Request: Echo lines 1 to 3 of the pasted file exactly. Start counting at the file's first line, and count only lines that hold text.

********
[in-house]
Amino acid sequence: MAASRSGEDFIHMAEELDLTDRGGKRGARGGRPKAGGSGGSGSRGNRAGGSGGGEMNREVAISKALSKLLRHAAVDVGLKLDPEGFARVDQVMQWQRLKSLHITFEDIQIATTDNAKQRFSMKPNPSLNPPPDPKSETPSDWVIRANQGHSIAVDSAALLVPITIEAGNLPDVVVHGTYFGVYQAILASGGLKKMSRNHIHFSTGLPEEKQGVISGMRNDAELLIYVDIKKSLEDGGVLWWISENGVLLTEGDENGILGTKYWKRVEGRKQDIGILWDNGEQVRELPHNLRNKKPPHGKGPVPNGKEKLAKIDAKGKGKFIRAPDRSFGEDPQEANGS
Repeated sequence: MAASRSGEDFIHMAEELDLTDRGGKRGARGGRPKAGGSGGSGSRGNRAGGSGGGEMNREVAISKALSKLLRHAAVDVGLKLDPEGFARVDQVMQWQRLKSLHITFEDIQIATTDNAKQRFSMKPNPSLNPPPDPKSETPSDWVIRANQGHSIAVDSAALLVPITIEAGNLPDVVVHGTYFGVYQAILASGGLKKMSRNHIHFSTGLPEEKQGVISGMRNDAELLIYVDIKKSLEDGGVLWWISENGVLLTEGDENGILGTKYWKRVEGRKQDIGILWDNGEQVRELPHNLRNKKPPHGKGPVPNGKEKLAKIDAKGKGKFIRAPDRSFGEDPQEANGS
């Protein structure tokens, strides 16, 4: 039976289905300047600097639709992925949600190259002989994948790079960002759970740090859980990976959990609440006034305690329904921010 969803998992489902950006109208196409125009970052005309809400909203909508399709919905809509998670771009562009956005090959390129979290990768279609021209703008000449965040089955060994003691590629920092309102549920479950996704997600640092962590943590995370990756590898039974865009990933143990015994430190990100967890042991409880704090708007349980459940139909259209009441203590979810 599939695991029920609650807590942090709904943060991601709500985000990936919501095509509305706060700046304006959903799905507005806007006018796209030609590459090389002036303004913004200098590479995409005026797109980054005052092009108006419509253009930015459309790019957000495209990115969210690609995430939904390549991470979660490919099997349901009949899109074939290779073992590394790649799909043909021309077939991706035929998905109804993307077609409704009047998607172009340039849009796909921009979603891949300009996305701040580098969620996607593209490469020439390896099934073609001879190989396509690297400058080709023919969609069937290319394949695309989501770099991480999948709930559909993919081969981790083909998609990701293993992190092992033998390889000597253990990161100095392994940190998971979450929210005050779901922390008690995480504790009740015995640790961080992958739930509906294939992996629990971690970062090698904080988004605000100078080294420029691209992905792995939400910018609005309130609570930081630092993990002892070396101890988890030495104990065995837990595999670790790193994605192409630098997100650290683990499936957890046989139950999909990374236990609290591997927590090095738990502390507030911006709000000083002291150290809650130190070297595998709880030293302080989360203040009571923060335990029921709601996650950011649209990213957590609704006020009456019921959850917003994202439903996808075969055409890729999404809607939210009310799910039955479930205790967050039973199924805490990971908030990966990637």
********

[in-house]
Amino acid sequence: MAASRSGEDFIHMAEELDLTDRGGKRGARGGRPKAGGSGGSGSRGNRAGGSGGGEMNREVAISKALSKLLRHAAVDVGLKLDPEGFARVDQVMQWQRLKSLHITFEDIQIATTDNAKQRFSMKPNPSLNPPPDPKSETPSDWVIRANQGHSIAVDSAALLVPITIEAGNLPDVVVHGTYFGVYQAILASGGLKKMSRNHIHFSTGLPEEKQGVISGMRNDAELLIYVDIKKSLEDGGVLWWISENGVLLTEGDENGILGTKYWKRVEGRKQDIGILWDNGEQVRELPHNLRNKKPPHGKGPVPNGKEKLAKIDAKGKGKFIRAPDRSFGEDPQEANGS
Repeated sequence: MAASRSGEDFIHMAEELDLTDRGGKRGARGGRPKAGGSGGSGSRGNRAGGSGGGEMNREVAISKALSKLLRHAAVDVGLKLDPEGFARVDQVMQWQRLKSLHITFEDIQIATTDNAKQRFSMKPNPSLNPPPDPKSETPSDWVIRANQGHSIAVDSAALLVPITIEAGNLPDVVVHGTYFGVYQAILASGGLKKMSRNHIHFSTGLPEEKQGVISGMRNDAELLIYVDIKKSLEDGGVLWWISENGVLLTEGDENGILGTKYWKRVEGRKQDIGILWDNGEQVRELPHNLRNKKPPHGKGPVPNGKEKLAKIDAKGKGKFIRAPDRSFGEDPQEANGS